At the beginning of the twentieth century, historians could conceptualize the rabid animosity between Roman chariot-racing fans only by constructing elaborate theories of sociopolitical meaning. Because the Blues seem to have been especially popular among Constantinople’s ruling class in the decades leading up to the riot—Justinian’s empress Theodora spent her early years as a Blues-allied circus performer—they were cast as the establishment team. The Greens, whose supporters had been banned from holding government offices for three years in the 490s as punishment for unruly behavior, were accordingly interpreted as the team of the people. Although these social factors may have influenced an individual’s decision to root for one team or the other on some subconscious level, both major teams had supporters from all levels of society, including the imperial family. Nero, for one, became a fervent Greens fan in childhood. Four hundred years later, Justinian’s predecessor Anastasius endorsed a theological argument popular with the lower classes, leading some historians to assume that he too supported the Greens. “It is thus unfortunate that he should have turned out not to be a Green,” wrote the historian Alan Cameron in 1976. “Alas! He was a Red.” Toward the end of the twentieth century, historians have increasingly rejected the idea that Roman or Byzantine chariot-racing fans went to the Hippodrome to express political views. Cameron concluded, “The truth is (of course) that Blues hated Greens, not because they were lower-class or heretics—but simply because they were Greens.”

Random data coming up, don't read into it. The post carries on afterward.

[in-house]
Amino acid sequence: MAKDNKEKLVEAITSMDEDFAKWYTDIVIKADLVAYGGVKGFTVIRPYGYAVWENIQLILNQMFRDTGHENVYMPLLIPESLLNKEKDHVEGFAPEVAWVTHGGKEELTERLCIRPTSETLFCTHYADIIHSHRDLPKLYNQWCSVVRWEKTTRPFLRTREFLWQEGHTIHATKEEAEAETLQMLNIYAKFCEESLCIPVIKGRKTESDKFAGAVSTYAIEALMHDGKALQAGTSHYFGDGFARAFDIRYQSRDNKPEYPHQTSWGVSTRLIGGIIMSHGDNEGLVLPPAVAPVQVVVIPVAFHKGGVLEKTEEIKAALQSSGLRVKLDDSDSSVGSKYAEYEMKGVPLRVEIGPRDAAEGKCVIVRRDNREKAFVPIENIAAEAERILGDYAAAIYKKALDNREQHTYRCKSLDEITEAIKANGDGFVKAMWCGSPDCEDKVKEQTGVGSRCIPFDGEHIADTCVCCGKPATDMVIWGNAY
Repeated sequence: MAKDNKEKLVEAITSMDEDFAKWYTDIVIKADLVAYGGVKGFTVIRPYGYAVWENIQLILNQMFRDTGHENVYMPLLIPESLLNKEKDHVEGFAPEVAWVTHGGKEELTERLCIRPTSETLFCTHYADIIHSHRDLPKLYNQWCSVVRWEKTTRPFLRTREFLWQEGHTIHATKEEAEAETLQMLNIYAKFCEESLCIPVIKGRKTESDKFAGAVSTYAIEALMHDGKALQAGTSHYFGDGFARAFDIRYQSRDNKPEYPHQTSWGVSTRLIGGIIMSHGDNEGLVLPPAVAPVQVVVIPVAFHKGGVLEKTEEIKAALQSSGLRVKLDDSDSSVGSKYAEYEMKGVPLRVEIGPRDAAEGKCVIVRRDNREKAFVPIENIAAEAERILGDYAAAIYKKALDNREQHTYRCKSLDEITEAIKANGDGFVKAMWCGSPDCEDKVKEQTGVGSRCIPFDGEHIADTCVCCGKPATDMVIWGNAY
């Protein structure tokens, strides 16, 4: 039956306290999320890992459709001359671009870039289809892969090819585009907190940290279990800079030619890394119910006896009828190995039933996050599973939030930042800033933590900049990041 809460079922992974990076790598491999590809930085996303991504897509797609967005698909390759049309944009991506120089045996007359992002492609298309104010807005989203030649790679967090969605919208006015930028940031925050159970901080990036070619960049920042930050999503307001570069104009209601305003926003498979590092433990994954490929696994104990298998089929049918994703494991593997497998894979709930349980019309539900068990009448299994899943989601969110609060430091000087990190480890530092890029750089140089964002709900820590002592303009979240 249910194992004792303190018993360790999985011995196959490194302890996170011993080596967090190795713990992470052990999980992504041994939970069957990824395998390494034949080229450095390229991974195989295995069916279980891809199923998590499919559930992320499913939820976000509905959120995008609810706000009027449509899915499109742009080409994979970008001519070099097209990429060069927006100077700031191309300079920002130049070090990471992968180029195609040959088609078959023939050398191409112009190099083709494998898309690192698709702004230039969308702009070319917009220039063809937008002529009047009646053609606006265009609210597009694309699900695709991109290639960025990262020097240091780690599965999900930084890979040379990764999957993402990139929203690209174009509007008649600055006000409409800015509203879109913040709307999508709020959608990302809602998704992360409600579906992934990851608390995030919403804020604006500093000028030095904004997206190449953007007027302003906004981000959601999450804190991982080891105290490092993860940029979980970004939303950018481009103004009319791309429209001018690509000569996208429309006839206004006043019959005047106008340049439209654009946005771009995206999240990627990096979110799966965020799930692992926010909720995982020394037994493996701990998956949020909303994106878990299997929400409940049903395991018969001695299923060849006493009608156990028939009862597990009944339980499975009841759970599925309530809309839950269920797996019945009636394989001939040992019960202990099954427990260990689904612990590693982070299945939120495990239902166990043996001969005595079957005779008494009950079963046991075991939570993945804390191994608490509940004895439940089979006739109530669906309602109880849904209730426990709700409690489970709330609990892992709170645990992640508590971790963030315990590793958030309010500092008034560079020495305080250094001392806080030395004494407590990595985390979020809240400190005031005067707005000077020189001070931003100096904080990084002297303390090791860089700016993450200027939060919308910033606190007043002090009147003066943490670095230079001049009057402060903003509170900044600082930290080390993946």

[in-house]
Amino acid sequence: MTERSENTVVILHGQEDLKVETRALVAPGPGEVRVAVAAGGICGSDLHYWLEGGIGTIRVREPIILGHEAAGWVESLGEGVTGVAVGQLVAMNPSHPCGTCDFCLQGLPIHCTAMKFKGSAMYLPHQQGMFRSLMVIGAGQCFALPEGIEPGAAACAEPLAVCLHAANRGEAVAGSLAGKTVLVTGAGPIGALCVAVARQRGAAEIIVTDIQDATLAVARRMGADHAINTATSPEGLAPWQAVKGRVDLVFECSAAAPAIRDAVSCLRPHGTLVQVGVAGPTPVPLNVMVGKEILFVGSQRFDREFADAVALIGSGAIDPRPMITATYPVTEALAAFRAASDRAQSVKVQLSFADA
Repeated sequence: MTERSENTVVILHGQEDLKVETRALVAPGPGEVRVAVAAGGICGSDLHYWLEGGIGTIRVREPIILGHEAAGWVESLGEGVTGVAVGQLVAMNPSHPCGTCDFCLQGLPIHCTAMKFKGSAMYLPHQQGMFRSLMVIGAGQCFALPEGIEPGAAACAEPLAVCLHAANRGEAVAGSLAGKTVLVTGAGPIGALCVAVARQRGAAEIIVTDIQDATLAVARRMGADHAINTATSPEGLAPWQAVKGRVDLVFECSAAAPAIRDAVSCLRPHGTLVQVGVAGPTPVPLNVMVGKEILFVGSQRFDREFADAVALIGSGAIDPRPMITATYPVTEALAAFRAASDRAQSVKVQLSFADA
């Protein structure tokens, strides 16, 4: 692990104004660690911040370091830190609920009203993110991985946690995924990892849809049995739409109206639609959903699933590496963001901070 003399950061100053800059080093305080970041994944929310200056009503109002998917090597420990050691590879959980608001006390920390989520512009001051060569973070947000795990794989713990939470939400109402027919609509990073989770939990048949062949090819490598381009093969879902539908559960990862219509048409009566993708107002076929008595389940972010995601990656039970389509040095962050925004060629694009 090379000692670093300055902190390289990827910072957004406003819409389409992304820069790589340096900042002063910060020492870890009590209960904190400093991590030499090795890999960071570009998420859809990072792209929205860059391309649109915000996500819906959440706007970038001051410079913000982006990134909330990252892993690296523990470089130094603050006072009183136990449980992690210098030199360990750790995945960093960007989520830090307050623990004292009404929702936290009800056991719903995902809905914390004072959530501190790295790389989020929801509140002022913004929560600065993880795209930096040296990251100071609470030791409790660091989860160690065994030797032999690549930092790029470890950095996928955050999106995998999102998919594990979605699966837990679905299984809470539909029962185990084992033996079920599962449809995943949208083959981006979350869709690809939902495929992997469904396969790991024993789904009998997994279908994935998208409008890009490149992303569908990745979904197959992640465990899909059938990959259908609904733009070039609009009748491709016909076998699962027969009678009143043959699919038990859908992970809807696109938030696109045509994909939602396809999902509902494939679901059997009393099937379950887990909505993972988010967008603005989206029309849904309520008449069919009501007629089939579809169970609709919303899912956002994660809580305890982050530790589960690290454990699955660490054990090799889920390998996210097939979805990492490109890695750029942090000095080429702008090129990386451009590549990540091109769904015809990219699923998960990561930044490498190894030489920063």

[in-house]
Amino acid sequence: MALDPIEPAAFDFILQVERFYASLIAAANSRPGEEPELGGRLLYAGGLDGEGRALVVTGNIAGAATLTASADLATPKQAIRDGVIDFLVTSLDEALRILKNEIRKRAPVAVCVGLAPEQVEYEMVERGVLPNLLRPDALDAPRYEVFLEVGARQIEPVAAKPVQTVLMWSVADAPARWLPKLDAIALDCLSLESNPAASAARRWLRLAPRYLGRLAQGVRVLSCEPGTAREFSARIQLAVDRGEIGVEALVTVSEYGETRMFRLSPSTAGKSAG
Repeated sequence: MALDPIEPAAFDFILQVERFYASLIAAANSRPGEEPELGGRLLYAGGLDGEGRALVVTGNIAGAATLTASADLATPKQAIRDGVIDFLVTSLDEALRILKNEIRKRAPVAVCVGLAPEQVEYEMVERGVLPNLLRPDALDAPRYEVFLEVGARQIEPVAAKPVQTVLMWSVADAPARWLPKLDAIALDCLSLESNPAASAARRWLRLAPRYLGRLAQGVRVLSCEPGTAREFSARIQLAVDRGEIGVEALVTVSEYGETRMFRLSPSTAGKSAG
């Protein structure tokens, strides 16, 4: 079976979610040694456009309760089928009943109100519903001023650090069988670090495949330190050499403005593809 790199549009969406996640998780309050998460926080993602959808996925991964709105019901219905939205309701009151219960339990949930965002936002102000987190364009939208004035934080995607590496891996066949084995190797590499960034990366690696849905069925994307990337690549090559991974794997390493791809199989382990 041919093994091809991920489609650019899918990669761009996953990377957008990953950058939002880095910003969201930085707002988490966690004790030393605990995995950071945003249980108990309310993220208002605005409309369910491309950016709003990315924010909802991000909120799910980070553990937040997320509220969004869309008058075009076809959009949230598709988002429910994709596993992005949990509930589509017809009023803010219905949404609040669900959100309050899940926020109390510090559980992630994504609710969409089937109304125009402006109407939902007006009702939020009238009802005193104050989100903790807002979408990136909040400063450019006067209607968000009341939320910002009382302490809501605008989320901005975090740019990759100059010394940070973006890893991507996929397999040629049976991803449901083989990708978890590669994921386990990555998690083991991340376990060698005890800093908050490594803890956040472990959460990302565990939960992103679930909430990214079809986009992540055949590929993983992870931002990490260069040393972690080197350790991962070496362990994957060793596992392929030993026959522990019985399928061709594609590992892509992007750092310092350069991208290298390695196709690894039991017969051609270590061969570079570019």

Curse tablets inscribed with invective that targets charioteers by team and name paint a vivid picture of just how much animosity flew between the teams. Roughly eighty of these credit-card-sized lead tablets have been found, making them one of the most frequently attested genres of Roman curses. “I invoke you, whoever you are, spirit of the dead,” one curse from Carthage begins, “in order that you serve me in the circus on the eighth of November.” After naming several charioteers for the Reds—aligned, as a sort of minor-league franchise, with the more elite Blues—the curse continues: